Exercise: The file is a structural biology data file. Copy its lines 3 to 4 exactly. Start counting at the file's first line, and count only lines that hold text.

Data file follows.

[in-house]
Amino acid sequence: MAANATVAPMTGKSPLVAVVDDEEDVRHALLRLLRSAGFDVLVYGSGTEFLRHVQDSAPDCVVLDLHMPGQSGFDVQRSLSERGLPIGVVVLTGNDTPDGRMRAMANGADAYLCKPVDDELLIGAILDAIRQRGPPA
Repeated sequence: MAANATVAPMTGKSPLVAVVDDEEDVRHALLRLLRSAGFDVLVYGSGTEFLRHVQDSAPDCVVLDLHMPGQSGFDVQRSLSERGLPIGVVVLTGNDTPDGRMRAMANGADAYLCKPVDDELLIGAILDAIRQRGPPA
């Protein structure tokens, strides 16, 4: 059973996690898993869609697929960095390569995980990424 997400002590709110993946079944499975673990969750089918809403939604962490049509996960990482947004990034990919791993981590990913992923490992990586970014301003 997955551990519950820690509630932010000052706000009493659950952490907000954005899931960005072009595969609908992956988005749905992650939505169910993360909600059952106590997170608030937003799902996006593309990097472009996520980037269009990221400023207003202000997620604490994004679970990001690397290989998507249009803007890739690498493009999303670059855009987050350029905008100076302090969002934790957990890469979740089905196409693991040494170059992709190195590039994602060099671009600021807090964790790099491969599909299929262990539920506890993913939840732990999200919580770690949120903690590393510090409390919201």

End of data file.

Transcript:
Repeated sequence: MAANATVAPMTGKSPLVAVVDDEEDVRHALLRLLRSAGFDVLVYGSGTEFLRHVQDSAPDCVVLDLHMPGQSGFDVQRSLSERGLPIGVVVLTGNDTPDGRMRAMANGADAYLCKPVDDELLIGAILDAIRQRGPPA
């Protein structure tokens, strides 16, 4: 059973996690898993869609697929960095390569995980990424 997400002590709110993946079944499975673990969750089918809403939604962490049509996960990482947004990034990919791993981590990913992923490992990586970014301003 997955551990519950820690509630932010000052706000009493659950952490907000954005899931960005072009595969609908992956988005749905992650939505169910993360909600059952106590997170608030937003799902996006593309990097472009996520980037269009990221400023207003202000997620604490994004679970990001690397290989998507249009803007890739690498493009999303670059855009987050350029905008100076302090969002934790957990890469979740089905196409693991040494170059992709190195590039994602060099671009600021807090964790790099491969599909299929262990539920506890993913939840732990999200919580770690949120903690590393510090409390919201």